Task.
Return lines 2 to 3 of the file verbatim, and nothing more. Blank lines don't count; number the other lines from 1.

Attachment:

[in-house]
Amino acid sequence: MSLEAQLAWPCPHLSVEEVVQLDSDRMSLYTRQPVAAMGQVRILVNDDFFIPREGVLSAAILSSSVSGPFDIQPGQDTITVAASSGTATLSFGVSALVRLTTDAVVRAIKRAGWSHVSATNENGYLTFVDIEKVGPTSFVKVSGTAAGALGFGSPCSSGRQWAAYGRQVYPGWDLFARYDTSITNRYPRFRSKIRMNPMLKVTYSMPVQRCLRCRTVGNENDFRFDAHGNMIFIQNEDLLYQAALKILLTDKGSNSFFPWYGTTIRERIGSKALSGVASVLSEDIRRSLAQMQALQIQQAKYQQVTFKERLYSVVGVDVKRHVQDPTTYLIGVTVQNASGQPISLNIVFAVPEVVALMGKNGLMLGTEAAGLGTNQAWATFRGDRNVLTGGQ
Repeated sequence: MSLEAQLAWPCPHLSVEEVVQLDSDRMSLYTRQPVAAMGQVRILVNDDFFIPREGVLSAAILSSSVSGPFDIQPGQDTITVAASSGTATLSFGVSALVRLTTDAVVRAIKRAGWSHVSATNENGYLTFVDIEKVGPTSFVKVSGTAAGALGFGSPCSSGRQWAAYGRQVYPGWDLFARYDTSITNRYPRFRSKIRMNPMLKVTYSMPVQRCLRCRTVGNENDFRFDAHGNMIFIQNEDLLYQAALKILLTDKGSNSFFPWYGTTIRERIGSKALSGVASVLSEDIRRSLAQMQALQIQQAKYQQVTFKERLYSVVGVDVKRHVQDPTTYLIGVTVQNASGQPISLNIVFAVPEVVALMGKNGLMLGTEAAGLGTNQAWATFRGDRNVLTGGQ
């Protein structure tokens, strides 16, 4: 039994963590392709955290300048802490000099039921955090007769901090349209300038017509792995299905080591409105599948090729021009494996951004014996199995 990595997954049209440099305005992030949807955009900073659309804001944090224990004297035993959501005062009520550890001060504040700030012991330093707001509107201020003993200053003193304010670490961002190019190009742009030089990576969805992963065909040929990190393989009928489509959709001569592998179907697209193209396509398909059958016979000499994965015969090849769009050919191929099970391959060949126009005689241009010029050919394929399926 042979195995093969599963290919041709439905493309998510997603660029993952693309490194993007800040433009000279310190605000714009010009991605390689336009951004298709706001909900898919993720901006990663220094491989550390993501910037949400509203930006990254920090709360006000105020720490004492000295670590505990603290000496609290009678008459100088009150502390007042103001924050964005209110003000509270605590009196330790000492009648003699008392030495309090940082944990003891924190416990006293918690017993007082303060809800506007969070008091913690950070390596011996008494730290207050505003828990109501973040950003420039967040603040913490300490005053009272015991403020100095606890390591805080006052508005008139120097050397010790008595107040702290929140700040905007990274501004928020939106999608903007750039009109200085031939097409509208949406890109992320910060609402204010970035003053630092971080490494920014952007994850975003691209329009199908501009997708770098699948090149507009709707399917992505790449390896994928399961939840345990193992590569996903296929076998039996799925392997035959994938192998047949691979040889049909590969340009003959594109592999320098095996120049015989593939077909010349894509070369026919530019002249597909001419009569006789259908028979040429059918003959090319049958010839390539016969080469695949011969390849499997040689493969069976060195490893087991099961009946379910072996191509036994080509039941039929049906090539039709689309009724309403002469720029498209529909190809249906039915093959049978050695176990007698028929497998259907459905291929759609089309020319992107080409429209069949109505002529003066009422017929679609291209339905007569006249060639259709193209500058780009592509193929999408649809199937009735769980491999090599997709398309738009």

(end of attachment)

Amino acid sequence: MSLEAQLAWPCPHLSVEEVVQLDSDRMSLYTRQPVAAMGQVRILVNDDFFIPREGVLSAAILSSSVSGPFDIQPGQDTITVAASSGTATLSFGVSALVRLTTDAVVRAIKRAGWSHVSATNENGYLTFVDIEKVGPTSFVKVSGTAAGALGFGSPCSSGRQWAAYGRQVYPGWDLFARYDTSITNRYPRFRSKIRMNPMLKVTYSMPVQRCLRCRTVGNENDFRFDAHGNMIFIQNEDLLYQAALKILLTDKGSNSFFPWYGTTIRERIGSKALSGVASVLSEDIRRSLAQMQALQIQQAKYQQVTFKERLYSVVGVDVKRHVQDPTTYLIGVTVQNASGQPISLNIVFAVPEVVALMGKNGLMLGTEAAGLGTNQAWATFRGDRNVLTGGQ
Repeated sequence: MSLEAQLAWPCPHLSVEEVVQLDSDRMSLYTRQPVAAMGQVRILVNDDFFIPREGVLSAAILSSSVSGPFDIQPGQDTITVAASSGTATLSFGVSALVRLTTDAVVRAIKRAGWSHVSATNENGYLTFVDIEKVGPTSFVKVSGTAAGALGFGSPCSSGRQWAAYGRQVYPGWDLFARYDTSITNRYPRFRSKIRMNPMLKVTYSMPVQRCLRCRTVGNENDFRFDAHGNMIFIQNEDLLYQAALKILLTDKGSNSFFPWYGTTIRERIGSKALSGVASVLSEDIRRSLAQMQALQIQQAKYQQVTFKERLYSVVGVDVKRHVQDPTTYLIGVTVQNASGQPISLNIVFAVPEVVALMGKNGLMLGTEAAGLGTNQAWATFRGDRNVLTGGQ